Agreement reached at Fiat Melfi after major industrial action

Download article in original language : IT0405205FIT.DOC

During April-May 2004, industrial action by workers at the Fiat plant in Melfi, southern Italy, which also involved local suppliers, paralysed all of the car company's plants in Italy by preventing delivery of components from the Melfi factory complex. The protest was the first of significance since construction of the Melfi plant, which is considered a leading example of productivity and corporate efficiency. The industrial action divided the trade unions at Melfi, and was backed by only some of them, notably Fiom-Cgil. It led to the blockading of the factory gates by strikers to prevent the entry of workers and vehicles, and saw tension both between strikers and the police and among the workers themselves. Only after direct intervention by top management and by the general secretaries of the three main union confederations was the blockade lifted and negotiations opened. A deal was finally reached and approved by the workforce.

At the beginning of the 1990s, Fiat Auto launched its 'Melfi project'- the construction of a plant that the company has regarded since its opening as an example of excellence, in terms of work flexibility and employee participation. Innovative from the industrial point of view, and to some extent from that of industrial relations too, and closely watched by Fiat’s competitors, the production methods introduced at Melfi, in the Lucania region of southern Italy, have a number of distinctive features, such as:

  • the presence of suppliers in the immediate vicinity of the assembly line (IT9806171N);
  • 'just-in-time' production, with the consequent almost complete disappearance of stocks of parts;
  • the organisation of work on the basis of homogeneous teams of workers and technicians, called 'basic technological units' (unità tecnologica elementare, Ute);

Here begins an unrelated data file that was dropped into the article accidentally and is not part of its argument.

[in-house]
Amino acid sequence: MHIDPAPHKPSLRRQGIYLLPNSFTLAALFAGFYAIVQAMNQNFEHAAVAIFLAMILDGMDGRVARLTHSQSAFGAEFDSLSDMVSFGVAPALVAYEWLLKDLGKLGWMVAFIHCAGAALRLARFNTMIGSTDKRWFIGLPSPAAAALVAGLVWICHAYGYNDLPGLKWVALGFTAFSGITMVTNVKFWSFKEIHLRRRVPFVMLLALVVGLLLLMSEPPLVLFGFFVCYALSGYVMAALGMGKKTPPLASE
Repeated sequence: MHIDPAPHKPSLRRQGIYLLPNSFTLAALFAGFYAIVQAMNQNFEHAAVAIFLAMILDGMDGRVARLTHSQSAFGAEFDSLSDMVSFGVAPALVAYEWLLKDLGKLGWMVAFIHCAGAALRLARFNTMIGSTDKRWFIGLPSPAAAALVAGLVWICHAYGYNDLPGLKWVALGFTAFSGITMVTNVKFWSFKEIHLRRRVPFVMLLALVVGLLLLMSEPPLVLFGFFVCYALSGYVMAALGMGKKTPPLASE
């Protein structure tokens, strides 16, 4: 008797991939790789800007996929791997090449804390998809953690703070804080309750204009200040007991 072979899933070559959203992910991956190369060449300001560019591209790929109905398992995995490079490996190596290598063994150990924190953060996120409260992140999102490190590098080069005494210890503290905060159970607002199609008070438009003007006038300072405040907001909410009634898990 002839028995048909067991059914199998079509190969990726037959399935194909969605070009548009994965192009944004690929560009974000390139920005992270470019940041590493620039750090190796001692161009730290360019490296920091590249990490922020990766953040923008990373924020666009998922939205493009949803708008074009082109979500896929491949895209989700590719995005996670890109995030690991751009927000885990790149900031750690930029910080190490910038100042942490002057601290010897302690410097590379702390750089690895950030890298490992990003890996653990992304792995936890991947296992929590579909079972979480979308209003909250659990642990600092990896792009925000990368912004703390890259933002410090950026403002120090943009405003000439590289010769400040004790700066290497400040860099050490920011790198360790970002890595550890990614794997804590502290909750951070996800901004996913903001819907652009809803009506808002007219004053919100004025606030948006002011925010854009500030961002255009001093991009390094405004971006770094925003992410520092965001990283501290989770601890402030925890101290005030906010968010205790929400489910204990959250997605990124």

• the recruitment only of workers with secondary-school certificates; and
  • major investments in specific vocational training.

Moreover, the location of the plant in an economically depressed area of the country enabled Fiat management to negotiate pay levels considerably lower than those at the group’s other plants, and shift schedules permitting the use of equipment around the clock on six days a week.

These were radical innovations, initially accepted by all the parties concerned, which by exchanging job and pay flexibility for greater workforce participation enabled Fiat to achieve considerably higher levels of labour productivity. Since 1994, each of the indices of productivity and efficiency used at the factory (named Fiat Sata) has reached record levels in European terms, such as: 1,200 cars produced per day; and 8,200 high-quality jobs in the factory itself and its 22 subcontractors and outsourced firms. Today the Melfi plant has 5,000 employees and produces two models (the Punto and Lancia Ypsilon) as part of the product range on which Fiat has staked its industrial and commercial recovery (IT0212211F). Recently, however, relations between company and workers have broken down, and the Melfi plant has seen unprecedented conflict.